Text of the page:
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Permanent Link: http://ufdc.ufl.edu/UF00028423/00973
 Material Information
Title: The news-sun
Uniform Title: News-sun (Sebring, Fla.)
Alternate title: Sunday news-sun
News sun
Physical Description: v. : ill. ;
Language: English
Publisher: Sebring News-Sun, Inc.
Place of Publication: Sebring Fla
Publication Date: 03-04-2012
Frequency: triweekly (wednesday, friday, and sunday)[1996-<1997>]
semiweekly[ former 1988-1996]
three times a week
regular
Edition: Sebring/Lake Placid ed.
 Subjects
Subjects / Keywords: Newspapers -- Sebring (Fla.)   ( lcsh )
Newspapers -- Lake Placid (Fla.)   ( lcsh )
Newspapers -- Avon Park (Fla.)   ( lcsh )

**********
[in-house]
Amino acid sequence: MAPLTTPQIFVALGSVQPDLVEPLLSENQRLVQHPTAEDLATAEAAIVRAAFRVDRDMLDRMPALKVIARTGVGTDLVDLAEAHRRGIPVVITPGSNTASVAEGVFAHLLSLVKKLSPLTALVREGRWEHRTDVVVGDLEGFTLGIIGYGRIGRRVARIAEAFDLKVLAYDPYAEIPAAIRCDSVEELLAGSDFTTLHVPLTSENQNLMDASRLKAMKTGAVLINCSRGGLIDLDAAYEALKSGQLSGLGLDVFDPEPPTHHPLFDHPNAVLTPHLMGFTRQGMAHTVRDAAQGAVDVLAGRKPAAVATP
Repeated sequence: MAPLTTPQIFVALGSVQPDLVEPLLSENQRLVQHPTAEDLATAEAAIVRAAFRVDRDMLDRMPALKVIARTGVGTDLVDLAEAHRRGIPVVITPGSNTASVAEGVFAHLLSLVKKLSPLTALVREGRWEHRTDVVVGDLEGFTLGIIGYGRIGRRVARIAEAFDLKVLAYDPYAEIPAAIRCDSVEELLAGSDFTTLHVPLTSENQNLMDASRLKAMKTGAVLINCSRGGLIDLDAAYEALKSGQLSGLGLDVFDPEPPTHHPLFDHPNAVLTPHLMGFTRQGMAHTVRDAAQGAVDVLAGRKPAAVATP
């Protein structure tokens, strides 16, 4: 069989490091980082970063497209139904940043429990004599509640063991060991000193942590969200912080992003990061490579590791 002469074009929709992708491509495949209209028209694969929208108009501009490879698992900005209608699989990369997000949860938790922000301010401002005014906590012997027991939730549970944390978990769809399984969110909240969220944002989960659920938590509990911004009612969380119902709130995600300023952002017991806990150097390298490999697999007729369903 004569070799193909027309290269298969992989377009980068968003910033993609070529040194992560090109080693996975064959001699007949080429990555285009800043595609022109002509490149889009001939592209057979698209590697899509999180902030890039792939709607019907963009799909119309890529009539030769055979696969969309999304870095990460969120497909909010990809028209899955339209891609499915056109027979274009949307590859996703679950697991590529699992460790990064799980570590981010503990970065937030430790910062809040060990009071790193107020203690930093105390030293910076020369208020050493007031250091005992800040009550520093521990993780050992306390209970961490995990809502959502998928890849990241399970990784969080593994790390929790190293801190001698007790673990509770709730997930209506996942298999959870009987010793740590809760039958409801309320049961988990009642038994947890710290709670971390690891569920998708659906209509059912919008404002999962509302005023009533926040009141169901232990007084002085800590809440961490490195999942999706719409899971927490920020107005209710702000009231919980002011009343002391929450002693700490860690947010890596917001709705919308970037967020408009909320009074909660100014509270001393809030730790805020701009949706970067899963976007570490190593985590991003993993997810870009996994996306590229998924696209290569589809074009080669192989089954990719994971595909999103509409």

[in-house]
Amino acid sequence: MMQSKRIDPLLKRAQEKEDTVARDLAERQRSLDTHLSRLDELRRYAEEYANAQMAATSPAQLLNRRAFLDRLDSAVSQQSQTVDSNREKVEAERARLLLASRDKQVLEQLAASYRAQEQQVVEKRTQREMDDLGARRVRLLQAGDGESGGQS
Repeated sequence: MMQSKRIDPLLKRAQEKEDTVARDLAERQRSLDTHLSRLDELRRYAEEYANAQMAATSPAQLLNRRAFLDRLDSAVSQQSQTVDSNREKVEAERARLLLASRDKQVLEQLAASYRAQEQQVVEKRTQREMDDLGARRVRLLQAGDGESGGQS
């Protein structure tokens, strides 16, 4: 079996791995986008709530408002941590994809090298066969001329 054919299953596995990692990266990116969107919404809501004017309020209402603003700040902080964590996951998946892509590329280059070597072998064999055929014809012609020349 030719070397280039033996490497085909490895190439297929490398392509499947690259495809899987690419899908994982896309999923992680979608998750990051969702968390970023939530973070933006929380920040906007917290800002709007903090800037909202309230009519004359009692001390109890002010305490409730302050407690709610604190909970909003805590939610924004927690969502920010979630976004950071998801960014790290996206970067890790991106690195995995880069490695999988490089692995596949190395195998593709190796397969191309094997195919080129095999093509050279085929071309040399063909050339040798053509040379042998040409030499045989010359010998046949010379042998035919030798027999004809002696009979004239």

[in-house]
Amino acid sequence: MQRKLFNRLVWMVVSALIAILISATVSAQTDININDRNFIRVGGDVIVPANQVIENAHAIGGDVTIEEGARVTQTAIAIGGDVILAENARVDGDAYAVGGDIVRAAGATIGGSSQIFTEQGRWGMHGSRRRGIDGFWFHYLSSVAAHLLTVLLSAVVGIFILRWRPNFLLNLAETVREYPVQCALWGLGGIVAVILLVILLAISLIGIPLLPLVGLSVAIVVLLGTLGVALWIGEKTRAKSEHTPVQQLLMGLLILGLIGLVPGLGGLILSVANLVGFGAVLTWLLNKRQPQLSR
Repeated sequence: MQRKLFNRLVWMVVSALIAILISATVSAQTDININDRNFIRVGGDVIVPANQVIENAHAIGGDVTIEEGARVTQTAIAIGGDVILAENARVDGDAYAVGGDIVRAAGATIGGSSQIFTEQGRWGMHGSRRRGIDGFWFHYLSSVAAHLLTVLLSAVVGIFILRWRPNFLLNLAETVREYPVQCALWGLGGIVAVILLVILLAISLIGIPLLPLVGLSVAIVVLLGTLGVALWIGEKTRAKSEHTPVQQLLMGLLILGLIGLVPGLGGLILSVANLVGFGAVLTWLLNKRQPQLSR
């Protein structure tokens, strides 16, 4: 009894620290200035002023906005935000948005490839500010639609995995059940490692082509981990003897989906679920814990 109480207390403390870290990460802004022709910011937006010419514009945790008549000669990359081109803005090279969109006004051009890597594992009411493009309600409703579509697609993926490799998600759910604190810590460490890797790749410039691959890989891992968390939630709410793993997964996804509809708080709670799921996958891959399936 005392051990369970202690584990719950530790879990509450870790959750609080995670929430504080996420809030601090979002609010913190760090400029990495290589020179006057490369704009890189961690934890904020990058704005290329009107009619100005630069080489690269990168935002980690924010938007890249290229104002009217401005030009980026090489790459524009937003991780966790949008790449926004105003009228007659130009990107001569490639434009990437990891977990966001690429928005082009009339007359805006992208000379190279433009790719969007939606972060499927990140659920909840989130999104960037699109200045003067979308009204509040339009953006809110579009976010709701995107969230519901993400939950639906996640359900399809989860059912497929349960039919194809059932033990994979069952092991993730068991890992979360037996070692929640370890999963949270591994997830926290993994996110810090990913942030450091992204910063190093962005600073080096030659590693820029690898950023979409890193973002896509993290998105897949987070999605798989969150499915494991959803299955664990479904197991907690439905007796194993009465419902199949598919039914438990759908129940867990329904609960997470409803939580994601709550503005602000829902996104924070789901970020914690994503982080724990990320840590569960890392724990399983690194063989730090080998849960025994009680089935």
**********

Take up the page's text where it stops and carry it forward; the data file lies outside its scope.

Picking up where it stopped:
Newspapers -- Highlands County (Fla.)   ( lcsh )
Genre: newspaper   ( marcgt )
newspaper   ( sobekcm )
Spatial Coverage: United States -- Florida -- Highlands -- Sebring
United States -- Florida -- Highlands -- Lake Placid
United States -- Florida -- Highlands -- Avon Park
Coordinates: 27.495556 x -81.444444 ( Place of Publication )
 Notes
Additional Physical Form: Also available on microfilm from the University of Florida.
Dates or Sequential Designation: Vol. 62, no. 21 (Nov. 9, 1988)-
Numbering Peculiarities: Each day's issues carry distinct numbering schemes, <1997>.
General Note: Also published for Avon Park.
 Record Information
Source Institution: University of Florida
Rights Management: All rights reserved by the source institution and holding location.
Resource Identifier: aleph - 000579631
oclc - 29858590
notis - ADA7478
lccn - sn 94003669
issn - 1074-8342
System ID: UF00028423:00973
 Related Items
Preceded by: Sebring news (Sebring, Fla.)
Preceded by: Avon Park sun